Regardless, the Governor referenced below, only part of which piece we reprint, was not him.

Governor Stark

(Note: Missouri Governor Lloyd Stark's Secretary advises us that he has many inquiries about the career of the Governor, who has been mentioned as a possible Presidential candidate. So we pass his record along to our little readers for their information.--Editors, The News.)

Born: Nov. 23, 1886, Louisiana, Mo. Married: Nov. 11, 1908 to Margaret Pearson Stickney of Baltimore, Md. Two sons of this union; [etc.]...


Balanced State Budget. Led fight responsible for breaking up of Pendergast political machine of Kansas City; most strongly entrenched machine in United States. As a result of drive, broke up narcotic, slot machine, gambling and white slave and vote fraud rings, and led to imprisonment of machine leaders.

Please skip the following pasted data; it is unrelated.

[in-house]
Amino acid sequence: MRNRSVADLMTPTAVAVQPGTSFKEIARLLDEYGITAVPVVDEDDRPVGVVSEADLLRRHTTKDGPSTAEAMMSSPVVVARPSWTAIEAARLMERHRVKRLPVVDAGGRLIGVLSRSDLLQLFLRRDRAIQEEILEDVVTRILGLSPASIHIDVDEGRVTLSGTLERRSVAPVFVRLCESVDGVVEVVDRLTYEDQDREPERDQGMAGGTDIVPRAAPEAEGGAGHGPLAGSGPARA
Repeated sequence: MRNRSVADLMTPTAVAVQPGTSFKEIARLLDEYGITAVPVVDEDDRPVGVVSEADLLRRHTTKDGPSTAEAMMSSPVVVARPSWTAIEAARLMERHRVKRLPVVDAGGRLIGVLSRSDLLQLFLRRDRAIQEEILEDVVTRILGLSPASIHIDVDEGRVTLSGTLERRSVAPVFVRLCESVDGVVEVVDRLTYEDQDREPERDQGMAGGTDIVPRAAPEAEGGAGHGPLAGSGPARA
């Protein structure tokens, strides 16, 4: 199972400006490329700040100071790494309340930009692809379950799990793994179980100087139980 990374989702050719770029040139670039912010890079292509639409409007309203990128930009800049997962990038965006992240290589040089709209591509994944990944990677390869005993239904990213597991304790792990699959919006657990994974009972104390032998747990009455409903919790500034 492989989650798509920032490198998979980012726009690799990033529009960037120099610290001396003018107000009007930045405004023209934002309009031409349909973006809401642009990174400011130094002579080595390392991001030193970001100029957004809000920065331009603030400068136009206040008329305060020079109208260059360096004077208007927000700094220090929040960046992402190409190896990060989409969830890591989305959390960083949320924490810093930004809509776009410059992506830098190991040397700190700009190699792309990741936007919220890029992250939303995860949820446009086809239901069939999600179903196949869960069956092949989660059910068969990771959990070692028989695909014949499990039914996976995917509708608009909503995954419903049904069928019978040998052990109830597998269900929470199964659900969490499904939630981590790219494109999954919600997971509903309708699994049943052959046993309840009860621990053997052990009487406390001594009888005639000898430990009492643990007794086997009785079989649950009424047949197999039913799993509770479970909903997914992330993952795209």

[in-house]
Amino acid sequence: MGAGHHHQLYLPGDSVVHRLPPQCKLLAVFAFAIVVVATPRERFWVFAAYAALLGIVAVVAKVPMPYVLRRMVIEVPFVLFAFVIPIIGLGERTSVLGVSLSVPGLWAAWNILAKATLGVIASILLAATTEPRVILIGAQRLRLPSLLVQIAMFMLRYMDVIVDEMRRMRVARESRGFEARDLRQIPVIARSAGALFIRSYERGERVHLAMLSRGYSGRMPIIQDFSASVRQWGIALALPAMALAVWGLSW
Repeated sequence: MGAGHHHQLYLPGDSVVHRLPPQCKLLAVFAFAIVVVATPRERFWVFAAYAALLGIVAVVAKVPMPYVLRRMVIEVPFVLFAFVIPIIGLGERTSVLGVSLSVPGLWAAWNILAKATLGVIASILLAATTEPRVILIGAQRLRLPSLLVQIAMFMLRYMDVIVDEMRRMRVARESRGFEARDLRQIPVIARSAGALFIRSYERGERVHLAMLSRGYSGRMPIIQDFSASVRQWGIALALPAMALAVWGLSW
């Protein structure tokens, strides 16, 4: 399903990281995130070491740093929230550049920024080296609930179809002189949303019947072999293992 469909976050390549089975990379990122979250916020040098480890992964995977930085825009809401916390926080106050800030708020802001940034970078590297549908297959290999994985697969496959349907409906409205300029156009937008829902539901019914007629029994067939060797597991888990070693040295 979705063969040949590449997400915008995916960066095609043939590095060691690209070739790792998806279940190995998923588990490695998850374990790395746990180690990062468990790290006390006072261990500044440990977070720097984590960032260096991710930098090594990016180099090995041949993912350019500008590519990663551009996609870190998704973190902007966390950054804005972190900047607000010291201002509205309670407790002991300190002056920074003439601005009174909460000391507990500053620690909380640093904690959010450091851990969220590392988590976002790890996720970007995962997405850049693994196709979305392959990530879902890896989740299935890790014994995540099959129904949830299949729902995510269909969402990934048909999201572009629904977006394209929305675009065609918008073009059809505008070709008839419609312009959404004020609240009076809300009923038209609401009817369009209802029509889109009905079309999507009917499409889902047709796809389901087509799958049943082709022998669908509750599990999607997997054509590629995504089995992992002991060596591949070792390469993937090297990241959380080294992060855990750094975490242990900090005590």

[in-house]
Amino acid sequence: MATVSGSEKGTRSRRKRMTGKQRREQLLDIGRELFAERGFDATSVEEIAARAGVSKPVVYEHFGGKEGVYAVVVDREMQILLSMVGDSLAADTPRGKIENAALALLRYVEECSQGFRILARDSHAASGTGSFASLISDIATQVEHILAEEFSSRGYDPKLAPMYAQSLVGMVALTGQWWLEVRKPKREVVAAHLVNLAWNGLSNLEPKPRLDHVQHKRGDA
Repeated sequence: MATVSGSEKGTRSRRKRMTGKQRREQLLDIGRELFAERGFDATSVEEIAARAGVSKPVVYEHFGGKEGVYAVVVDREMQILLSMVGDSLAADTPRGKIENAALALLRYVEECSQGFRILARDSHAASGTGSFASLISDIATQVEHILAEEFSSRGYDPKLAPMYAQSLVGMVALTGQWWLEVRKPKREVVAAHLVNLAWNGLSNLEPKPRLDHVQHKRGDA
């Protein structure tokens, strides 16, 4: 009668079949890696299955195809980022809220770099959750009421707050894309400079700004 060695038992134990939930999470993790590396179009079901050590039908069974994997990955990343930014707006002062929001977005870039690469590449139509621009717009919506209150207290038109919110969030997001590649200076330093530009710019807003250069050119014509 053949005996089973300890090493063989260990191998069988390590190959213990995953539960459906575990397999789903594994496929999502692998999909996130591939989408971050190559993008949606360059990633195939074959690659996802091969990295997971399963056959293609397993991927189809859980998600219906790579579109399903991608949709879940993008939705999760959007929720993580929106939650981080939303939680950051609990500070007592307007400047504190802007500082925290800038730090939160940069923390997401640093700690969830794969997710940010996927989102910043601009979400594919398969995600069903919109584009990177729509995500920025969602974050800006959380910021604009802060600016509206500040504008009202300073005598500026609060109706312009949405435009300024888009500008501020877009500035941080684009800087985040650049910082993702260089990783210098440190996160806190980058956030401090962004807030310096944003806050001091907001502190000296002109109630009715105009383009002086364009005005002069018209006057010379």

Help Pick A Writer

The sudden death of old standby Heywood Broun has made it necessary for the editors of The News to find a columnist to take Broun's place alongside of General Johnson, the omniscient, and Raymond Clapper, the good reporter. Plenty of them are available, a few of the better ones already under our option. But the difficulty lies in selecting the one that will best team up with Johnson and Clapper and suit the tastes of readers of The News.

There is La Dorothy Thompson, who we killed out once because she always wrote at white heat. Dorothy works on a three-times-a-week schedule, which would be all right for our needs if Dorothy can stand it.